Wednesday, May 16, 2018

Bitcoin for Gold Exchange

After the craze for Bitcoin and other crypto-currencies, it would appear that the trend is currently in favour of Gold.

Indeed, the collapse of crypto-currencies (loss of 70% of the total value of virtual currencies) in recent months and especially Bitcoin which fell below 7 000 USD, encourages investors anxious to preserve their capital to move towards precious metals.

But first of all, what is Bitcoin and what is its origin?

Bitcoin would have been invented by a Japanese named Satoshi NAKAMOTO in 2009. However, this remains a rumour as many people have proclaimed themselves as the inventors of the famous digital currency.

The Bitcoin principle is quite simple. It is a new currency outside the banking system based on what is called the "Block-chain". The block-chain being metaphorically a chain of bicycle of which each link is a book of account which lists a great number of transactions.

In a classic banking scheme, transactions are collected in the bank's computer and validated by the bank. In the case of Bitcoin, transactions are validated by the block-chain which is distributed on a multitude of computers around the world that download and validate transactions from the block-chain. Namely that these computers generally belong to private individuals and are paid in Bitcoin for their work. These are called "miners". Therefore, the advantage of the block-chain lies in these computers whose system is very secure thanks to the many mathematical algorithms used. A transaction cannot be usurped.

On the other hand, the reliability of crypto-currencies has been called into question several times following computer bugs. Moreover, like any currency, Bitcoin is subject to speculation and is as likely to appreciate in value as to lose. Indeed, the Bitcoin having plummeted by more than 60% of its rate since the beginning of this year, worried investors are forsaking digital currencies to transform them into a more real and ancestral value such as Gold.

For example, Bunker Gold&Silver, a leading precious metals dealer based in Singapore, whose customers have turned away from crypto-currency in favour of physical gold. Investors fear and worry that the massive price appreciation is not sustainable. More and more people are realising that these digital assets have much higher levels of risk than traditional assets.

The advantage of gold is the fact that there is no password or digital wallet to lose, volatility is much lower, growth is historically sustainable and most importantly, you can hold your investment in your hands.

Indeed, gold is considered as the safe investment because it has existed for 4 000 years against other currencies such as the US dollar which is the current world reference currency. For example, after a long period of stability between 1792 and 1971 (-100.00 USD on average), its price has soared to over 1,000.00 USD and is steadily increasing. Today, the gold price is approaching 1,400 USD/OZ.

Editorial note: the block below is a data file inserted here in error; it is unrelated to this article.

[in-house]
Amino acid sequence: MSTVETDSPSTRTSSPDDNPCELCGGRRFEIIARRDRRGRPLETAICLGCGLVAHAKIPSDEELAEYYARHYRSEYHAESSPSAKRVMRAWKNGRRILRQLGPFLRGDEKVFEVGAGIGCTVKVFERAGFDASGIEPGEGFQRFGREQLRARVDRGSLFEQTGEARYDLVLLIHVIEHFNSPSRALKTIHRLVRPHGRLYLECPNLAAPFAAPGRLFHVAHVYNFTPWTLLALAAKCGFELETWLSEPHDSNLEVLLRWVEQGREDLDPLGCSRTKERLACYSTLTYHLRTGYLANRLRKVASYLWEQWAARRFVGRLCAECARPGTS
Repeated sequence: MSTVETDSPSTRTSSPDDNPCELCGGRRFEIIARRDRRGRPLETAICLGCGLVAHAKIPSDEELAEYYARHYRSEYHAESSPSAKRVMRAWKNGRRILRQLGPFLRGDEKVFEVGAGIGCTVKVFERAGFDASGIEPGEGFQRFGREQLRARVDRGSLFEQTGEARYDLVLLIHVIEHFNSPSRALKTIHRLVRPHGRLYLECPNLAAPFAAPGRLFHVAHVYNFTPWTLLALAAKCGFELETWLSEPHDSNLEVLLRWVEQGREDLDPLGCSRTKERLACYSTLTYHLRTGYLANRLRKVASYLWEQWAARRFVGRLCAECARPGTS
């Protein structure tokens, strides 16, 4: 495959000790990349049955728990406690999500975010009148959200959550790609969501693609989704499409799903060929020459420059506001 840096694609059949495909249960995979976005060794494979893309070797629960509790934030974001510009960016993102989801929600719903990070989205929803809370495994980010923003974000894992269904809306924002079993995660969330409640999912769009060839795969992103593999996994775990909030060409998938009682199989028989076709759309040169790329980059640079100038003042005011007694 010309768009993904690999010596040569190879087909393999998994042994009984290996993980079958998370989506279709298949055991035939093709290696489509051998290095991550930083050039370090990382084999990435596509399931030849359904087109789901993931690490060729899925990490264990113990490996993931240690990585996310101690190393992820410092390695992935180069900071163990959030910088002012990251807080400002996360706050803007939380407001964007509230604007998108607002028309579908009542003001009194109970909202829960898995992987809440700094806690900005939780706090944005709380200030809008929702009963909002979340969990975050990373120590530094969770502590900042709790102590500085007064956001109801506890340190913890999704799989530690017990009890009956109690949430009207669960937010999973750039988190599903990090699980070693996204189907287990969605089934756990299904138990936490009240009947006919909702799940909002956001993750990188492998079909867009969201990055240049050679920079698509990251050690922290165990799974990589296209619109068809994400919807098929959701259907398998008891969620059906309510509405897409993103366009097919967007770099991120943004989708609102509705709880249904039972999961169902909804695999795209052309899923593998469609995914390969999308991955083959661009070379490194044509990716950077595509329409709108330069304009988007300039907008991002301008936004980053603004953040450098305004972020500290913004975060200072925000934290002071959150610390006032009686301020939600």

One of the good reason to invest in Gold is for insurance against a financial meltdown, disintegration of fiat currency and or crypto-currency collapse. This is why many investors buy physical gold with their Bitcoin in the end.

*This is a guest post

Wednesday, May 9, 2018

Why TPG Telecom Is Not A Threat To The Incumbent Telcos In Singapore?

The telecommunication industry is set to change in the near future with the fourth telco, TPG telecom starting business in 2019. However, I don't think this will be a threat to the incumbents in Singapore and I will tell you why in this post. Previously, I spent 6 years in the telecommunication industry working as a telecommunication engineer. Deploying mobile networks was bread and butter for me and I know this industry inside out including the challenges of setting up base stations all around Singapore just to provide the coverage that is needed.

TPG Telecom announced on 19 March 2018 that it will be launching its first mobile product aimed at seniors aged 65 and above, offering several free perks for them. TPG said it will offer this group of customers a SIM card, 3GB of monthly mobile data and unlimited local calls for free for the first 24 months. This is actually a good move to get customers on-board. However, I would think those who subscribe to the new telco will face a risk of poor network coverage. Why is this so?

Why TPG Telecom Is Not A Threat To The Incumbent Telcos  In Singapore?

Mobile Coverage

TPG telecom has to provide outdoor street level coverage for 4G within 18 months from the start of the new spectrum rights. This should be done by December 2018. However, do note that this is only for outdoor coverage and not for indoor coverage so the mobile coverage is expected to be weak in buildings and underground premises all around Singapore.

Under the spectrum rights, they are only suppose to meet 85% of In-building coverage by 1 Jan 2020 and 99% MRT underground stations coverage by 1 Jan 2022. Imagine subscribing and paying for your mobile phone bills and realise you can't use your phone in your office building, shopping malls and while you take the train? This is a scenario which is highly likely.

Outdoor street level coverage